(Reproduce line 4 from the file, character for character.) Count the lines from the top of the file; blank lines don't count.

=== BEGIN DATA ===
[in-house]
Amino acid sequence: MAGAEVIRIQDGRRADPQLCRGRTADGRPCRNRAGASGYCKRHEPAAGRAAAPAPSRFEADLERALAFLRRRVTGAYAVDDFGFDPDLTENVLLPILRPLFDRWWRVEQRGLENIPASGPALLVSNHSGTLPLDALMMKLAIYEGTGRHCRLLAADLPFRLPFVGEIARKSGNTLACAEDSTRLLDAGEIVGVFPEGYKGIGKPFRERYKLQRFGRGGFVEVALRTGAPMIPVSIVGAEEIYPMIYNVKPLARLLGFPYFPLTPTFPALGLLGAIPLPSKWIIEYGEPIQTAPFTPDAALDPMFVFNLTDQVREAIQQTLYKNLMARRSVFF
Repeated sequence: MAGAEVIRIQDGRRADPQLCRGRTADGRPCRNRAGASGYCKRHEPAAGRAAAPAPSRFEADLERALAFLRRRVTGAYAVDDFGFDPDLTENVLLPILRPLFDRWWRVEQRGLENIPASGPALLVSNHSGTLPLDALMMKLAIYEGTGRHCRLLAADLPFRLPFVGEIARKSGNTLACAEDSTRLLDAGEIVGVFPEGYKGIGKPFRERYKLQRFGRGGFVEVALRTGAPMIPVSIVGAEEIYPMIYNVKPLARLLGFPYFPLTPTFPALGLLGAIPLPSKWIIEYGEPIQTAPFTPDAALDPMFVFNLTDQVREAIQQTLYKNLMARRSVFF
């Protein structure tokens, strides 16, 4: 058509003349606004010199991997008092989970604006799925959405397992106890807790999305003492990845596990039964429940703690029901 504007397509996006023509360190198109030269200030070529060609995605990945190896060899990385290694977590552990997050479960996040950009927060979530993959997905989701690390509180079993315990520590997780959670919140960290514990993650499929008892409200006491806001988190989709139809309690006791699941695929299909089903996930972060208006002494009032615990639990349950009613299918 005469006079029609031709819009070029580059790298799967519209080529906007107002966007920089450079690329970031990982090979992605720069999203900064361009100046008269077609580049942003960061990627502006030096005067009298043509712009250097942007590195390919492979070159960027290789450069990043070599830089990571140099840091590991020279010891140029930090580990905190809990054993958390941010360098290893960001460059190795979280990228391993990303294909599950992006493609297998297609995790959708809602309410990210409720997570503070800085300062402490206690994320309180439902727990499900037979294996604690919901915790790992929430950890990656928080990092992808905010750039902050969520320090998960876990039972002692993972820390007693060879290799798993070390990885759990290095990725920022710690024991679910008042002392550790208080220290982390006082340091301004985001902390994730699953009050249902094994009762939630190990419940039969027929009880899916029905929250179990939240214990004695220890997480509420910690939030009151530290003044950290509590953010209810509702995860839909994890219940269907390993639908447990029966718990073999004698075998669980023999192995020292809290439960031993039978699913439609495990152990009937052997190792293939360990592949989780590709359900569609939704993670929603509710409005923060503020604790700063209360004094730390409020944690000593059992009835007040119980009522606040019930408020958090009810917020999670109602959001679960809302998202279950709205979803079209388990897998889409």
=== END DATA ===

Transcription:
């Protein structure tokens, strides 16, 4: 058509003349606004010199991997008092989970604006799925959405397992106890807790999305003492990845596990039964429940703690029901 504007397509996006023509360190198109030269200030070529060609995605990945190896060899990385290694977590552990997050479960996040950009927060979530993959997905989701690390509180079993315990520590997780959670919140960290514990993650499929008892409200006491806001988190989709139809309690006791699941695929299909089903996930972060208006002494009032615990639990349950009613299918 005469006079029609031709819009070029580059790298799967519209080529906007107002966007920089450079690329970031990982090979992605720069999203900064361009100046008269077609580049942003960061990627502006030096005067009298043509712009250097942007590195390919492979070159960027290789450069990043070599830089990571140099840091590991020279010891140029930090580990905190809990054993958390941010360098290893960001460059190795979280990228391993990303294909599950992006493609297998297609995790959708809602309410990210409720997570503070800085300062402490206690994320309180439902727990499900037979294996604690919901915790790992929430950890990656928080990092992808905010750039902050969520320090998960876990039972002692993972820390007693060879290799798993070390990885759990290095990725920022710690024991679910008042002392550790208080220290982390006082340091301004985001902390994730699953009050249902094994009762939630190990419940039969027929009880899916029905929250179990939240214990004695220890997480509420910690939030009151530290003044950290509590953010209810509702995860839909994890219940269907390993639908447990029966718990073999004698075998669980023999192995020292809290439960031993039978699913439609495990152990009937052997190792293939360990592949989780590709359900569609939704993670929603509710409005923060503020604790700063209360004094730390409020944690000593059992009835007040119980009522606040019930408020958090009810917020999670109602959001679960809302998202279950709205979803079209388990897998889409």